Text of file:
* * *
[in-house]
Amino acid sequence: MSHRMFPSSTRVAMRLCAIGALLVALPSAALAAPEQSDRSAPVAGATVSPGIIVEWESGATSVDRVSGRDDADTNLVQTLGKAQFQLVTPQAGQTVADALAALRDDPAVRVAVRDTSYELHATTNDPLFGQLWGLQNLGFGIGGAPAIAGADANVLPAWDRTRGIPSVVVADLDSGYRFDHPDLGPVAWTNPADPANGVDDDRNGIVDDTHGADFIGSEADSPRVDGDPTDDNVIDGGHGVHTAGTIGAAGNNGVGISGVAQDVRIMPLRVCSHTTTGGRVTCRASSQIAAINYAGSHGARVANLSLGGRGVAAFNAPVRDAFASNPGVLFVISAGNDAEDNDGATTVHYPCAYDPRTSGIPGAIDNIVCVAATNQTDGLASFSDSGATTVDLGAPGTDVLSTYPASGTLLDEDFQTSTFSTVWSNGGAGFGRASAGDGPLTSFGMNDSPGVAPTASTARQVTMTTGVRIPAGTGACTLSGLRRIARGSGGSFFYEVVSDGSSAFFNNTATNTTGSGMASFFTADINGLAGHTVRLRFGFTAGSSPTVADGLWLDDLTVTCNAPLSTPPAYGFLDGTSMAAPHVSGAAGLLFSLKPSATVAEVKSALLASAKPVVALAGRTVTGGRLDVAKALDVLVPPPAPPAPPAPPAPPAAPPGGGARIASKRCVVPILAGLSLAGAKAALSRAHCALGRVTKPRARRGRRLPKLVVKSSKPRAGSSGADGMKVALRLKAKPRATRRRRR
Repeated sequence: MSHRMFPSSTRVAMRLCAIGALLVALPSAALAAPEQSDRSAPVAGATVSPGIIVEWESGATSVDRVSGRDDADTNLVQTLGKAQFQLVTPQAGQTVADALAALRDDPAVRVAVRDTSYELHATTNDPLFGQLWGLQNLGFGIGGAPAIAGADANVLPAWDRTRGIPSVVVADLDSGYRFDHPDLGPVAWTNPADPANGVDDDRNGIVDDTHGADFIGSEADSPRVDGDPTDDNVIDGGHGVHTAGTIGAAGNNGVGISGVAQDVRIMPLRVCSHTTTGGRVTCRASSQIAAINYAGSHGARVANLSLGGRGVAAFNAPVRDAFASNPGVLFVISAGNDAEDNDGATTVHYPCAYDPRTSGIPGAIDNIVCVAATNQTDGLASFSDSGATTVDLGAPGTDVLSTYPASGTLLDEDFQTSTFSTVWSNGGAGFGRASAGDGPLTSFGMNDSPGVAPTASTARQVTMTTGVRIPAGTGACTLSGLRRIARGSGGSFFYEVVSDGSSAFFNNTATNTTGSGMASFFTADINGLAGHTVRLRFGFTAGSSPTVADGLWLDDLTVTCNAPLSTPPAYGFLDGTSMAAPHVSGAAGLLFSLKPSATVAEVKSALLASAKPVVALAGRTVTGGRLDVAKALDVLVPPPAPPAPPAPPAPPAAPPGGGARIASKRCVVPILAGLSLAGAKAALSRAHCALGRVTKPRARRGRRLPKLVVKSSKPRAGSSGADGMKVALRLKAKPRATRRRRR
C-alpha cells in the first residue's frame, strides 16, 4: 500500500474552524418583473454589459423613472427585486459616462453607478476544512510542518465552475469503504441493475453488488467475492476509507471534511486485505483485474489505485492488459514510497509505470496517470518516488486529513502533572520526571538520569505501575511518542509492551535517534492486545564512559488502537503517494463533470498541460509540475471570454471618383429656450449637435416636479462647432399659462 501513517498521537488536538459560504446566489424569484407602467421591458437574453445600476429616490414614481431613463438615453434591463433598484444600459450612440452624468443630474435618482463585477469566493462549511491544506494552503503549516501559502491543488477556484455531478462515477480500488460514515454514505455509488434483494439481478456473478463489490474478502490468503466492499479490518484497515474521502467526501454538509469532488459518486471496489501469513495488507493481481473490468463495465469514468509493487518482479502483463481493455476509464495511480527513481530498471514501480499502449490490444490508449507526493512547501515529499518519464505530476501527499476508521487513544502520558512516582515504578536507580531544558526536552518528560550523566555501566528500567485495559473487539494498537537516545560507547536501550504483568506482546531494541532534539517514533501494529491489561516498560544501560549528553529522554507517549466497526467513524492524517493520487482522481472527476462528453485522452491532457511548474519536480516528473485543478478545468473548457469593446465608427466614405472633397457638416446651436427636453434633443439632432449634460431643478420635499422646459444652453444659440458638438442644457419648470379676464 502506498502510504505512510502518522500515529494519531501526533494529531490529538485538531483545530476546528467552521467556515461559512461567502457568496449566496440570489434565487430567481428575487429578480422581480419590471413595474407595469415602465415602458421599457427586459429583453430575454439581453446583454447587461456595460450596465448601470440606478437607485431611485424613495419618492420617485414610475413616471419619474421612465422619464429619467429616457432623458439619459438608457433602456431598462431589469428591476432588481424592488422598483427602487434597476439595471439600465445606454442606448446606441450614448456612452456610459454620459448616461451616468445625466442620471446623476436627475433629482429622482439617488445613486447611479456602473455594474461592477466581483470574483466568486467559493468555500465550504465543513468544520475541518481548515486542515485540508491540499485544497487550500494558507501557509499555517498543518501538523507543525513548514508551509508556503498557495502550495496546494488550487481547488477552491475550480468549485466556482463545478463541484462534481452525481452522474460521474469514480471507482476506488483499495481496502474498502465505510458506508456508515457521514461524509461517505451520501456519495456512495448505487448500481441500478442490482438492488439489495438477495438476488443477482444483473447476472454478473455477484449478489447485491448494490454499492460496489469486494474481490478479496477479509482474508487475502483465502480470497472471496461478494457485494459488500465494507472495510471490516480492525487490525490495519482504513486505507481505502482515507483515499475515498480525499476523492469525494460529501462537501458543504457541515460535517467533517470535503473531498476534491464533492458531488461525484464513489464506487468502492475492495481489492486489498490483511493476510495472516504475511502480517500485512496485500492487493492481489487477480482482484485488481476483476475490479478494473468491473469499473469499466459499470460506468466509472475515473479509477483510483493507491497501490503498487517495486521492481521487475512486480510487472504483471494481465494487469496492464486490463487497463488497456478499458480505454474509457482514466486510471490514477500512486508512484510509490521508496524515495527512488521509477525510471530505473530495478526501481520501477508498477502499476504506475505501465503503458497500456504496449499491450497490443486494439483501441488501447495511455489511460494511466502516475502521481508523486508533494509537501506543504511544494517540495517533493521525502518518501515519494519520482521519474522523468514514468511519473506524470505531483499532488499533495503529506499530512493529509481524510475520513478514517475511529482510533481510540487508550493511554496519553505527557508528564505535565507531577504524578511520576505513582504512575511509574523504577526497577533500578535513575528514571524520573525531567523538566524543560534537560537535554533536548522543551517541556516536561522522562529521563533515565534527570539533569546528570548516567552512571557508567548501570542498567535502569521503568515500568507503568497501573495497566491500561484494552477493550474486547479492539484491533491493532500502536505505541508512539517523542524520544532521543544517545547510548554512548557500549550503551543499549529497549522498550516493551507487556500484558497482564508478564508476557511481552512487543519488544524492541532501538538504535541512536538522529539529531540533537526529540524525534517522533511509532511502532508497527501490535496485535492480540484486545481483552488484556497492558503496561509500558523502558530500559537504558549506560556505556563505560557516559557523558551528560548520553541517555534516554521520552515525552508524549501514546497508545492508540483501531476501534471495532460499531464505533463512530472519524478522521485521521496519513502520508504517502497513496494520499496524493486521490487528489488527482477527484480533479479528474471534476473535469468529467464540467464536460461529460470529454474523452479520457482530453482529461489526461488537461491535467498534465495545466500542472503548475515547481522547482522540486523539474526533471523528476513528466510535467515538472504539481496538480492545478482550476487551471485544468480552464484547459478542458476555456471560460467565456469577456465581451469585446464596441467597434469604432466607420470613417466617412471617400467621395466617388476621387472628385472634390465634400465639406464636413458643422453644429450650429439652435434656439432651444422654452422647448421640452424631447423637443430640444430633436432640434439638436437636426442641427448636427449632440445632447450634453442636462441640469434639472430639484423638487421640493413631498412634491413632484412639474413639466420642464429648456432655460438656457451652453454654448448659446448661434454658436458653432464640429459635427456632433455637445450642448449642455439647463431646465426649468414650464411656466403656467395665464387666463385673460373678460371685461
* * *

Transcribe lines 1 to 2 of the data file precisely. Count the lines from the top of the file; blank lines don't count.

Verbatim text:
[in-house]
Amino acid sequence: MSHRMFPSSTRVAMRLCAIGALLVALPSAALAAPEQSDRSAPVAGATVSPGIIVEWESGATSVDRVSGRDDADTNLVQTLGKAQFQLVTPQAGQTVADALAALRDDPAVRVAVRDTSYELHATTNDPLFGQLWGLQNLGFGIGGAPAIAGADANVLPAWDRTRGIPSVVVADLDSGYRFDHPDLGPVAWTNPADPANGVDDDRNGIVDDTHGADFIGSEADSPRVDGDPTDDNVIDGGHGVHTAGTIGAAGNNGVGISGVAQDVRIMPLRVCSHTTTGGRVTCRASSQIAAINYAGSHGARVANLSLGGRGVAAFNAPVRDAFASNPGVLFVISAGNDAEDNDGATTVHYPCAYDPRTSGIPGAIDNIVCVAATNQTDGLASFSDSGATTVDLGAPGTDVLSTYPASGTLLDEDFQTSTFSTVWSNGGAGFGRASAGDGPLTSFGMNDSPGVAPTASTARQVTMTTGVRIPAGTGACTLSGLRRIARGSGGSFFYEVVSDGSSAFFNNTATNTTGSGMASFFTADINGLAGHTVRLRFGFTAGSSPTVADGLWLDDLTVTCNAPLSTPPAYGFLDGTSMAAPHVSGAAGLLFSLKPSATVAEVKSALLASAKPVVALAGRTVTGGRLDVAKALDVLVPPPAPPAPPAPPAPPAAPPGGGARIASKRCVVPILAGLSLAGAKAALSRAHCALGRVTKPRARRGRRLPKLVVKSSKPRAGSSGADGMKVALRLKAKPRATRRRRR